The quattro stagioni of the week of the shorts.

Time for the fourth once in while-nual representation of short tunes!

We’ve got:

“Boredom dressed in blue”, which is not very exciting work, muscially speaking. It’s supposed to be like standing in a queue. Stare down. Check your phone. What’s that smell? Check your phone. Quiet desperation.

“Second to last boss” was an accident. It was originally a sound test for a different tune. And as you can tell, it’s video game music in it’s chiptune glory.

“Small yay” is something I like to call “orchestral comical entertainment music”. I think it sums it up nicely. Silly melody with, well, not much more.

Au naturel, these tunes can be found in SHORTS.

Some deep chivalry.

You know the feeling when you put on your shoes, jump in to your car and drive to Australia to buy a carton of milk, only to realise that you’ve easily gotten it in the nearby grocery store, just across the street?

The metaphor may be a bit crippled, but let me tell you, making TACK TOO really felt like such an odyssey.

What you don’t hear in that tune is a whole bunch of “toppings”. And that would be all sorts of fancy schmancy details, more instruments and an additional C-part. Oh yeah, and melody.

After adding all the sprinkles, syrup and chips, the tunes vanilla flavour was gone.

Although I’m usually “more is more”-sort of guy, in this case it felt like the whole point of the song was missing. The road wasn’t clear. The hot fudge was all over the kitchen!

Today’s double metaphor…over and out!

Why drive to the other side of earth for milk then. Well, I guess I just lost my sense of direction for a while. But now I’m back in the track with a frozen snack.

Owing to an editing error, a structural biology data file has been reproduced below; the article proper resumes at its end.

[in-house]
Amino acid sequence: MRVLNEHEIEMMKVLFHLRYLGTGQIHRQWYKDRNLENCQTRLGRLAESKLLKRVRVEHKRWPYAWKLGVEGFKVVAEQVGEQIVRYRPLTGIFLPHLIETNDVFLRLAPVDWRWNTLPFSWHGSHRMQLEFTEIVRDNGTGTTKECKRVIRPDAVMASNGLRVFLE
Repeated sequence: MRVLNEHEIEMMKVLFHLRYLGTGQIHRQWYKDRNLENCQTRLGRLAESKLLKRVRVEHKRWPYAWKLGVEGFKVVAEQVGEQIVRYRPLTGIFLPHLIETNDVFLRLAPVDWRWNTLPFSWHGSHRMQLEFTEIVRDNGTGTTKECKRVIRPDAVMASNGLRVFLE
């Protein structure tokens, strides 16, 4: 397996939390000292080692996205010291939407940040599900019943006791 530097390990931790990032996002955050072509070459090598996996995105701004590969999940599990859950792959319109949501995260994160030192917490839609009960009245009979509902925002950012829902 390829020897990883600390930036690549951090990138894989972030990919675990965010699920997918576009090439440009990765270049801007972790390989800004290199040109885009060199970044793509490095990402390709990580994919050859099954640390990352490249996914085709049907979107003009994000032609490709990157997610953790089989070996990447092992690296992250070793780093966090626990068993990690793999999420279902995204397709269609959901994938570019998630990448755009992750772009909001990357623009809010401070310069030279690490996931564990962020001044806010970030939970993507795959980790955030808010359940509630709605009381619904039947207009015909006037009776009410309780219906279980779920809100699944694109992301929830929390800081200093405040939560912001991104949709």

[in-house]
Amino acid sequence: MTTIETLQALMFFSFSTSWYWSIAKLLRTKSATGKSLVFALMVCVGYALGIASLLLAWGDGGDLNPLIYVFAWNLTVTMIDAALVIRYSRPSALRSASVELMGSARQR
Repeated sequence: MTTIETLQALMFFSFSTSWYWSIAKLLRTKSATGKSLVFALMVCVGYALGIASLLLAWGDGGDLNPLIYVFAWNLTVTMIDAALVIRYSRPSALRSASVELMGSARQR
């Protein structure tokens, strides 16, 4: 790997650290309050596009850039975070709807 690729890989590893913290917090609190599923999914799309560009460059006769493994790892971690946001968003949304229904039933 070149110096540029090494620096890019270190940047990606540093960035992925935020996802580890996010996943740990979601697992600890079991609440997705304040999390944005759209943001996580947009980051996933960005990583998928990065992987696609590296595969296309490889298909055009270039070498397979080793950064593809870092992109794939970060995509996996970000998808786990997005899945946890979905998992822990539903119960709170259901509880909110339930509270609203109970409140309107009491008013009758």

Romantic scene.

– Romantic scene in a drama movie – Really emotional piano music.

– Romantic scene in a drama movie, with a touch of tragedy – Very emotional strings.

– Romantic scene in a drama or drama comedy movie with lots of witty dialogue – Jazz, or just anything played with a saxophone.

– Romantic scene in a Woody Allen movie, naturally with lots of witty dialogue – Jazz, or just anything played with a clarinet.

– Romantic scene in a drama comedy movie – SO SENSUAL funk from the 1970s.

– Romantic scene in a comedy movie, with some gross out elements – Feel good pop rock.

– Romantic scene in a fantasy comedy movie – Lively strings, harp and Danny Elfman.

And so on, and so on.


Sometimes making music feels like you’re inventing the wheel over and over again.

You get the basic idea in a shower, make notes and then avoid starting the actual job. When you finally roll up your sleeves, the job almost always follows a familiar pattern. This can be both good and a bad thing.

The good bits are obvious. Routines, experience and persistence help you complete the given tasks. But you know, routines can sometimes be depressing. That’s when you need to break your patterns.

BOUNCING BIANCA BLUE is a result of an opposite day. It has rhythmically monotonic melody and very lively background.

Although that might not sound like a big deal, it was quite enough to cheer me up and help complete the tune.

Music of open spaces take two.

Many, many years ago my fifth grade teacher said to me: “Eino, you have an uncanny ability to express yourself in an essay with very few words”.

Of course that was nice way of saying: “Write more stuff, buster”.

Now, many, many years later, I still haven’t lost my touch of compressing thoughts:

Craggy. Powerful and a bit dangerous word. It’s also the first word in my mind when describing YEARNING.


Concerning bicycles.

Someday I’d like to ride one of those old school bicycles, with a large front wheel and a teeny-tiny rear wheel.

Apparently, they’re called penny-farthings. Live ‘n learn.

I’ve tried riding a little bike. It was extremely difficult because my knees kept on hitting my jaw. Hysterical giggling didn’t help either.

Anyway, all is well in the magical kingdom of picnicarea. Road trip music of 1880s: SUNNY RIVERSIDE BANJO RUN.